• The corner pieces essentially hold the frame in place – bolts and feet screw through threaded nuts housed in the timber to push against the reveal, allowing fixing to uneven and rough surfaces, but also easy removal by loosening fixings. Wingnuts allow this to be done manually, bolt/screw heads allow this to be done with a drill or screwdriver. • Should the system be dismantled and taken to a different building, horizontal and vertical connectors can either be reduced in size, added to, or replaced to suit new openings. • The ply horizontals and verticals are in two pieces to clamp sections of mountain-bike inner tube that act as compression fittings against the reveal. If required, inflatable inner tubes can also be used, and the shaped corners allow these to be held in place. The horizontal and vertical connectors can however be replaced with standard 25 x 38mm softwood sections should this be preferred. • The system is made from 12mm plywood allowing the elements to be cut from a single sheet thickness, and reducing labour costs – all elements are pre-drilled to aid assembly • Different pane thicknesses from 2mm – 10mm can be accommodated through the use of foam draught tape, or cork strips in the recesses within corner pieces. •

The system can be assembled by anyone so

can be cut and packaged as pieces, or potentially part-assembled (for a charge) and sent to the user. • Still a prototype, this system can be further developed. Using traditional joinery tools may allow routed lengths to hold panes and sealant strips for example, as opposed to a two-piece element. • There is the potential for the design files to be created on parametric design software, allowing CNC cutting files to be produced easily for a different window sizes.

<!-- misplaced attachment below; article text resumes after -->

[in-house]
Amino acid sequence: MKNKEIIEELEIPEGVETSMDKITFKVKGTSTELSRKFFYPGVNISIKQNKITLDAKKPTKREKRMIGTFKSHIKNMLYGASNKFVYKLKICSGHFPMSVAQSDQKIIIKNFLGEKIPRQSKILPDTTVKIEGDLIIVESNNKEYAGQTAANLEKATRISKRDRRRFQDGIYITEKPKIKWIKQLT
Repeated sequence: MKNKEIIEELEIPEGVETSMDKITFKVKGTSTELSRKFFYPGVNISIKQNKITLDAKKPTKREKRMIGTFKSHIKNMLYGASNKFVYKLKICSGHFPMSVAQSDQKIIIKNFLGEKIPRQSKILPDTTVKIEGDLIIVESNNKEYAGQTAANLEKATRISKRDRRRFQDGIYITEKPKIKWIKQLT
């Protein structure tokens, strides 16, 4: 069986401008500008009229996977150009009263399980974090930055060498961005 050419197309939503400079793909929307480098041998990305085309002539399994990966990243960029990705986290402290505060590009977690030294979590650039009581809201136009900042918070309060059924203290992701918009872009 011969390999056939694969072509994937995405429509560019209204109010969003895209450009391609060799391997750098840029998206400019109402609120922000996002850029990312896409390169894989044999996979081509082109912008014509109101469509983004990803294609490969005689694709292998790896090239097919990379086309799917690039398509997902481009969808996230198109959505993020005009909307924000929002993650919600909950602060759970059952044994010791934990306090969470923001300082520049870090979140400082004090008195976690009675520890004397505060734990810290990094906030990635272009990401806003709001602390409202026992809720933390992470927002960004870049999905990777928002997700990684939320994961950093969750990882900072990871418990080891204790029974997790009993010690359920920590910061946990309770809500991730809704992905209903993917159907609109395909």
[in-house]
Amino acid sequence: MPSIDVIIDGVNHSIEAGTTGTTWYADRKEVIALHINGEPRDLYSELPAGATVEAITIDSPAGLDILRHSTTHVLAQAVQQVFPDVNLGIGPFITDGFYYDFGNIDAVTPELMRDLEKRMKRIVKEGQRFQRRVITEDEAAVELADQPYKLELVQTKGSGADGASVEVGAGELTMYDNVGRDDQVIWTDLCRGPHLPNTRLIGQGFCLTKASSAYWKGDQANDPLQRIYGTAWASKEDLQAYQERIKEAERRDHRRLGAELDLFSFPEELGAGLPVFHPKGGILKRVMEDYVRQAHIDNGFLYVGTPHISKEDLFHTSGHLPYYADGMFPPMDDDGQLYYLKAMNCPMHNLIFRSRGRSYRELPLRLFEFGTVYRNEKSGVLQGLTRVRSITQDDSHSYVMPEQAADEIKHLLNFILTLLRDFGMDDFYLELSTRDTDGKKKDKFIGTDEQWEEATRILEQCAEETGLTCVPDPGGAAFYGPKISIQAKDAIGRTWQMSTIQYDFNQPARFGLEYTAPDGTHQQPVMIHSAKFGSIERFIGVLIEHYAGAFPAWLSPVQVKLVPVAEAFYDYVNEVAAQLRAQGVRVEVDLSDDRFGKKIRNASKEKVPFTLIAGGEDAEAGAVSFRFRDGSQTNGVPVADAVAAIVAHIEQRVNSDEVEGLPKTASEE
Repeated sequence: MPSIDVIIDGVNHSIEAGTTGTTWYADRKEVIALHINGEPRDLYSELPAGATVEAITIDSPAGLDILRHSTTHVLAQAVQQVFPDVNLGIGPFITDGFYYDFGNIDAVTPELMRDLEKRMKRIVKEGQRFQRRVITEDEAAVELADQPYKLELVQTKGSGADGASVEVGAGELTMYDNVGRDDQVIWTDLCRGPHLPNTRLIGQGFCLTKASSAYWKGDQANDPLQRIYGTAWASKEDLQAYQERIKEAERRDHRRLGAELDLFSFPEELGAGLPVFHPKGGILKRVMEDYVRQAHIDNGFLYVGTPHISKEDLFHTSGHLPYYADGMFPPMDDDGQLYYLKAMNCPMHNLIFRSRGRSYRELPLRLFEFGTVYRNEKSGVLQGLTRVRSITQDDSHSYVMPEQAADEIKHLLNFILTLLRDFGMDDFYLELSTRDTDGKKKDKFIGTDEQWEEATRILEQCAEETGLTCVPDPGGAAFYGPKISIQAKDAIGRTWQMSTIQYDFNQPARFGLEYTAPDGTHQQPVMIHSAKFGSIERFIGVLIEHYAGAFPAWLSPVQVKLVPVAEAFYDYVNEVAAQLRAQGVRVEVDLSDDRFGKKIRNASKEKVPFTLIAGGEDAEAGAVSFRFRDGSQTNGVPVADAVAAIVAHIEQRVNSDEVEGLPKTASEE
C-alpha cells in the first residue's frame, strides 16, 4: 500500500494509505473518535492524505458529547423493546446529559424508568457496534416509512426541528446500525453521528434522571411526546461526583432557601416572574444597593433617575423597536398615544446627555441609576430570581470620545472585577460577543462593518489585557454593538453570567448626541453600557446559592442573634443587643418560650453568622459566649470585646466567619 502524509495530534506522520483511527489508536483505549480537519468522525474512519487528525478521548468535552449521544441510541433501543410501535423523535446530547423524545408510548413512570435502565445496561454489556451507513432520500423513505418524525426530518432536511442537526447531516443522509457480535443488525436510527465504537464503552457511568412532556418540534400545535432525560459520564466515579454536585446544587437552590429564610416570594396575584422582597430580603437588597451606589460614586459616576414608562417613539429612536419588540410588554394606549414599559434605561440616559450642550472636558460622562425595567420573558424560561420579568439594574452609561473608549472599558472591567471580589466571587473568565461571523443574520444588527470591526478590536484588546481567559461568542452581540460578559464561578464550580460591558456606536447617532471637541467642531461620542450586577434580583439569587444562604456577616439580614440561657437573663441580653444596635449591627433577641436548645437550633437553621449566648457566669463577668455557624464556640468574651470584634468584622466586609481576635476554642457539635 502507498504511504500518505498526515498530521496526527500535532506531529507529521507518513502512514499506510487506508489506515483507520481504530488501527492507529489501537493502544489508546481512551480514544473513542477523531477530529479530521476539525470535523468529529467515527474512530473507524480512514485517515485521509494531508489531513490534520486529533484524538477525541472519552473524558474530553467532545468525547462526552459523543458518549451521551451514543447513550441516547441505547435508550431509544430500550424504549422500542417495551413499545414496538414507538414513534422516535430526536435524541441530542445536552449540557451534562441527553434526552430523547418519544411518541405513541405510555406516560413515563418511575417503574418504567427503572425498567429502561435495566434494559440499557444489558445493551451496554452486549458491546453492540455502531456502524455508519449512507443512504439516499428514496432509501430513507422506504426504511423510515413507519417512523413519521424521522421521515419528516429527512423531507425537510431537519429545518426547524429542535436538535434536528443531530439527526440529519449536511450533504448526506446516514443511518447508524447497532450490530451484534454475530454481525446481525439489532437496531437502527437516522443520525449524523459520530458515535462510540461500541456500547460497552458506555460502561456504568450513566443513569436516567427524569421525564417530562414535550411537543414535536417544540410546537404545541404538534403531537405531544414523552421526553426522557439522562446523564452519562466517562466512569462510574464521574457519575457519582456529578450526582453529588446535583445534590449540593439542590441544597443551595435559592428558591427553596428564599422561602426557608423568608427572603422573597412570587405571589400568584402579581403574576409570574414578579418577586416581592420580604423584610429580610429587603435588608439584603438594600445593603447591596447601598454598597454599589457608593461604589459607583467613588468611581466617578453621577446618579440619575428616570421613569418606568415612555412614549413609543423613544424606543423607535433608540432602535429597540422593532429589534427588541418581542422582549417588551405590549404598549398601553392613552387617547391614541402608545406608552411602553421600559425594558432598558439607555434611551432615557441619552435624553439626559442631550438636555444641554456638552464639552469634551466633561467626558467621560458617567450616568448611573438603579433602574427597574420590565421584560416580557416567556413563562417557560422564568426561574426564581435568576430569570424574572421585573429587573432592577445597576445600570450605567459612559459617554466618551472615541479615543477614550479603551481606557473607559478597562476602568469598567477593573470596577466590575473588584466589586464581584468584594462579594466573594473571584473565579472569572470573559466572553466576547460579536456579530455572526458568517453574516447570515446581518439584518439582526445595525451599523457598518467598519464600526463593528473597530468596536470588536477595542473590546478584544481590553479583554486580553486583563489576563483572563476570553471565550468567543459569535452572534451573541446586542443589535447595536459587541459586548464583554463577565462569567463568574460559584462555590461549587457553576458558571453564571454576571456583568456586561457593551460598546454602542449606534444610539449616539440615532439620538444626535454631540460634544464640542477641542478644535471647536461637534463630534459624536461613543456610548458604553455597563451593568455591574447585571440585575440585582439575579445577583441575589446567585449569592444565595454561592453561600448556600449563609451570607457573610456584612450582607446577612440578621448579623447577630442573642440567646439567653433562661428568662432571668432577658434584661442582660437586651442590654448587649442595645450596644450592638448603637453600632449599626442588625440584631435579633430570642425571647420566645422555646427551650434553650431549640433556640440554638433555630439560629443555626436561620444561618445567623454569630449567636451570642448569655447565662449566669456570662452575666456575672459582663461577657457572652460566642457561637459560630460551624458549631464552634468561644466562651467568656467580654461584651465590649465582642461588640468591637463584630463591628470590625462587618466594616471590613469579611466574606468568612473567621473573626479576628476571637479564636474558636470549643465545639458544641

The ‘Ghost’ system: • As most of the complexity of windows (and weakest thermal element) lies in the framing, this system uses the most rigid and most transparent pane material simply held by a square-section uPVC track. • The track is fixed either by screwing/nailing to cill and top reveal, or fixing with adhesive pads/ double sided tape. Due to the light weight of the panes, little fixing is required. • Panes can be staggered with a slight (20mm) overlap allowing them to be slid into place, but also moved aside to allow window access. • In order to reduce draughts at joints and edges, adhesive-backed foam tape can be applied to the inside of tracks and edges of overlapping panes. • All system components can be ordered online, or purchased from large DIY outlets – a number of online companies will cut polycarbonate to size and deliver. • Screw/adhesive- fixed tracks can be reused. • There is also potential to alternate polycarbonate and clear perpsex panes, hower the lower rigidity of the Perspex will potentially require extra framing.

Experimental Residential . 2015 . Research by Studio Polpo . Commissioned by Common People

P 39.